The government will bring forward emergency legislation to protect private renters from eviction, Boris Johnson has said.
Tenants were “worried sick” they might not be able to pay rents if they fell ill, Labour leader Jeremy Corbyn said at Prime Minister’s Questions.
As Wales and Scotland said they would close schools by Friday Mr Johnson said a decision on England was imminent.
It came after Chancellor Rishi Sunak announced £350bn of help for companies.
On Tuesday, the chancellor promised mortgage “holidays”, £330bn in loans and £20bn in other aid.
The government had been urged to do more for families, workers and tenants affected by coronavirus.
Mr Corbyn urged the PM to protect private renters in “the interests of public health”, adding Britain’s 20m private renters were “worried sick” about missing payments if they became ill, lost pay or had to self-isolate.
Mr Johnson said it will bring forward legislation to protect private renters from eviction, but will also avoid “pass[ing] on the problem” by “taking steps to protect other actors in the economy”.
Housing associations will not evict tenants who are affected by the virus and fall behind on rent payments, Kate Henderson, of the National Housing Federation, which represents housing associations in England, has confirmed.
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House prices hit a fresh peak in February, according to Halifax, but the bank issued a warning about the potential impact of the coronavirus outbreak on the property market later in the year.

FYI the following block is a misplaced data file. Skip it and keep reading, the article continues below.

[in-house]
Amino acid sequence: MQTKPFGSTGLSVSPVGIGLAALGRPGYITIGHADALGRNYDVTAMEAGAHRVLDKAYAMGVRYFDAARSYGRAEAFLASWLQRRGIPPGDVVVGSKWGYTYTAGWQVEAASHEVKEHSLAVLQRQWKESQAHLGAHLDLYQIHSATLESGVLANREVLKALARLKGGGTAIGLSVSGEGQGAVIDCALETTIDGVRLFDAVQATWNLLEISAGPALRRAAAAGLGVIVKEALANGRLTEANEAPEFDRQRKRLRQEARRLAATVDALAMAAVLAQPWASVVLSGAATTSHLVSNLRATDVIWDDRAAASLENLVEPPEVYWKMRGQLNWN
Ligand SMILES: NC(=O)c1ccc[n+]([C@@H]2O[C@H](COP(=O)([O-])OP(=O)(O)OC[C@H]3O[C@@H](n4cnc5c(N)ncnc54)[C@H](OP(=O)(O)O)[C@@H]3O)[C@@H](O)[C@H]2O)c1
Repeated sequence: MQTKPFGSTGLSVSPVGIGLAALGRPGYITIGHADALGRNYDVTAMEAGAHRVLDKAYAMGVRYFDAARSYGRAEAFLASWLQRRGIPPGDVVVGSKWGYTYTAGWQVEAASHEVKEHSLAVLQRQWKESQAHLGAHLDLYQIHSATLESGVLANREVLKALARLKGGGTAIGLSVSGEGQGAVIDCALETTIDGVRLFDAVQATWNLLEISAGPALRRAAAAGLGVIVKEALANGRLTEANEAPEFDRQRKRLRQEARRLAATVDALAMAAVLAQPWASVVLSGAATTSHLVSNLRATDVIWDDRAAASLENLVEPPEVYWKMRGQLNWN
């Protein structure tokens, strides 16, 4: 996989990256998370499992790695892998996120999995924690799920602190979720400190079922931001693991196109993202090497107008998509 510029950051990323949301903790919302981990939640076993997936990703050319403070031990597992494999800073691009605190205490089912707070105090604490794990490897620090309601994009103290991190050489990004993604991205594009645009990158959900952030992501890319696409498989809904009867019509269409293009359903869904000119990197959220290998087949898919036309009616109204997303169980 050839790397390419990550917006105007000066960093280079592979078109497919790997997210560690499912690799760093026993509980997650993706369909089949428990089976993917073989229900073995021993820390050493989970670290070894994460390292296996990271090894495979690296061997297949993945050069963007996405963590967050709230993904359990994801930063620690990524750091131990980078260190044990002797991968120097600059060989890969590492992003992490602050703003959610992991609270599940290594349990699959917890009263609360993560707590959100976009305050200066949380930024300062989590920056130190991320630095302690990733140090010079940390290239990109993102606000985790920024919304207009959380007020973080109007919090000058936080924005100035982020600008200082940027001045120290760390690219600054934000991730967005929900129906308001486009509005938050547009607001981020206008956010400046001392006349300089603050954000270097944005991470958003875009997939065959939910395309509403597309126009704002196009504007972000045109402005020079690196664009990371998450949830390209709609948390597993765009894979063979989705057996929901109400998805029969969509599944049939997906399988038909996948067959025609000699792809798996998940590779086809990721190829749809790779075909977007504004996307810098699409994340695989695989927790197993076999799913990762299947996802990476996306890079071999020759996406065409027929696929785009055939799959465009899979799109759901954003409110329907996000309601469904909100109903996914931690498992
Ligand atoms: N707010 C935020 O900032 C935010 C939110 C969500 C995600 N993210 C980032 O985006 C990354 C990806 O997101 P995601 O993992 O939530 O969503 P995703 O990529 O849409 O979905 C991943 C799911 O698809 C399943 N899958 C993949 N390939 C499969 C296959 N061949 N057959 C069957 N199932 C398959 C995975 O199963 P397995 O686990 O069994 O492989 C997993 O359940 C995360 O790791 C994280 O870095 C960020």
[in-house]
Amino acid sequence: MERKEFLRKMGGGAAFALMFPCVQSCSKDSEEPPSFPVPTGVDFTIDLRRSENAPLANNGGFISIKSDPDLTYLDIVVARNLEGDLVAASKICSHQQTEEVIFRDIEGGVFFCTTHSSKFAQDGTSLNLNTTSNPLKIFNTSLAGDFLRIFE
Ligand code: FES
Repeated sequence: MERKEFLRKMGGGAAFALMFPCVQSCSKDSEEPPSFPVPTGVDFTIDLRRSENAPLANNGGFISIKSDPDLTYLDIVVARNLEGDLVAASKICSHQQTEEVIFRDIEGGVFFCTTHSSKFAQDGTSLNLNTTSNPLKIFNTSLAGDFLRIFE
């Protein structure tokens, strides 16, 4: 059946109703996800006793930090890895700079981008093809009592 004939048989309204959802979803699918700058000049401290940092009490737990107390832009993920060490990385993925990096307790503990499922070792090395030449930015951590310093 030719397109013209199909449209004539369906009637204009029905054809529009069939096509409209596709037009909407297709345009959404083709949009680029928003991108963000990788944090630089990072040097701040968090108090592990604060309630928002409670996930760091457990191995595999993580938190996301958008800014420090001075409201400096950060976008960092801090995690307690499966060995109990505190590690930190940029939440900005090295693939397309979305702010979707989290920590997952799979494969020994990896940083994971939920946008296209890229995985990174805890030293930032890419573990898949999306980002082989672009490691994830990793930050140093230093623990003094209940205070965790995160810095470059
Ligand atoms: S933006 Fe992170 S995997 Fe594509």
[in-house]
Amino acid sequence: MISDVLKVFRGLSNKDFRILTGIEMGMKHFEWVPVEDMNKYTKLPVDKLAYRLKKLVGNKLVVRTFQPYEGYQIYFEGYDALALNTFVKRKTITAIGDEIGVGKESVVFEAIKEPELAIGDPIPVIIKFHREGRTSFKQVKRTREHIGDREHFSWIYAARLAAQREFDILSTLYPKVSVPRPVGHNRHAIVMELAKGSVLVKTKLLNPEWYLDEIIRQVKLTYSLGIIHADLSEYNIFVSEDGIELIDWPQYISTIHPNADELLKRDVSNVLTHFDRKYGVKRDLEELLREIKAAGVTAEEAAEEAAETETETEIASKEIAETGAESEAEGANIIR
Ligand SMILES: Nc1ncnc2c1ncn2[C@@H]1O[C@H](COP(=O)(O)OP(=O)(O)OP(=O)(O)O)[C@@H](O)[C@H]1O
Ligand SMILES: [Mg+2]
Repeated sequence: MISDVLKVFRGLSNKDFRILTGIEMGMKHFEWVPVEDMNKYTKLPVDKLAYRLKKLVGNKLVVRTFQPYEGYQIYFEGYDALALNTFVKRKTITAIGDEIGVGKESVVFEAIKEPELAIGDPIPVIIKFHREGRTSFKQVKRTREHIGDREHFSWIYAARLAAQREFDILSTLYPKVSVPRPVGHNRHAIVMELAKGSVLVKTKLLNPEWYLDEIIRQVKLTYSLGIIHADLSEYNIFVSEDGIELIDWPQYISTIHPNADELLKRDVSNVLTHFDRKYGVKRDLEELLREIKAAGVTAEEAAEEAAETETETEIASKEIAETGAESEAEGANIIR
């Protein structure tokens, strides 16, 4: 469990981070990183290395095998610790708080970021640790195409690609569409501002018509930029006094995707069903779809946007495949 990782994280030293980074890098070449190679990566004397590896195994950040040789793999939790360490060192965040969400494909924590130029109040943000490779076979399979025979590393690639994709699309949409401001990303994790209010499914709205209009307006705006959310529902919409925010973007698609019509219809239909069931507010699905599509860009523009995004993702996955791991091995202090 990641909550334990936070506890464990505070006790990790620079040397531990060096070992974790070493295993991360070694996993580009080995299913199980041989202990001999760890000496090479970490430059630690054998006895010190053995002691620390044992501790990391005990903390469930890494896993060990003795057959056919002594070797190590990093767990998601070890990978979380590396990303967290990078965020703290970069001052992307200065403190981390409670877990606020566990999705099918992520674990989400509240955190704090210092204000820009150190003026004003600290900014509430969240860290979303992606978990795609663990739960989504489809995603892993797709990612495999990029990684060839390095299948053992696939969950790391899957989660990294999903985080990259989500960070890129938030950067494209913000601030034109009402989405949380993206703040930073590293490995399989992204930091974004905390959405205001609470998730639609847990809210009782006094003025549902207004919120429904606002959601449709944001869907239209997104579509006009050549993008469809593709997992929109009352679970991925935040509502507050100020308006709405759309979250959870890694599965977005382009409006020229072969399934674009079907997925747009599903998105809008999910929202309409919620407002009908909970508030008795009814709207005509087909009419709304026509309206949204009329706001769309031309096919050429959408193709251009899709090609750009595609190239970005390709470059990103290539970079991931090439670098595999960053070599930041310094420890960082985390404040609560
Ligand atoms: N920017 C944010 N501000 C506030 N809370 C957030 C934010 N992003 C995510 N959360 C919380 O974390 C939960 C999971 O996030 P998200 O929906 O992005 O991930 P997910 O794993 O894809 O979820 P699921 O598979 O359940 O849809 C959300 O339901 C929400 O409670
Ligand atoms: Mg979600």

The UK’s biggest mortgage lender said prices rose by 0.3% in February to a record of £240,677. The quarterly rate of house price inflation also rose to 2.9%.
Buyers face prices that are on average £8,000 more than in September last year, when Brexit worries were fuelling a downturn in the market.
The Halifax managing director, Russell Galley, said: “The UK housing market has remained steady heading into early spring. The sustained level of buyer and seller activity is strong compared to recent years, with positive employment conditions and a competitive mortgage market continuing to support demand.”
However, the February figures reflect property market activity before the coronavirus-inspired falls in stock market values and financial confidence.
Galley said: “Looking ahead, there are a number of risks, including the potential impact of coronavirus, which continue to exert pressure on the economy and we wait to see how these will affect housing market sentiment later in the year.”
Estate agents reported that coronavirus fears are already hitting some sales. Lucy Pendleton of the agents James Pendleton in London said: “Coronavirus impacted our business for the first time on Wednesday, stealing away a sale that was just days from exchanging.
“The buyer worked in the events industry, which is being rocked by large numbers of cancellations. He was unfortunately one of the employees told his job was at risk, forcing him to pull out of the purchase completely. The hope is this will remain an isolated case but the impact of the virus will become clearer in March.”
Guy Harrington of the real estate lender Glenhawk said that until coronavirus gripped the country, the property market had moved into bull market territory, with a rapid market recovery after the election.
“The question on everyone’s lips now will be whether the damage that coronavirus is doing to other parts of the economy seeps into the housing market, and if so, just how catastrophic will it be?”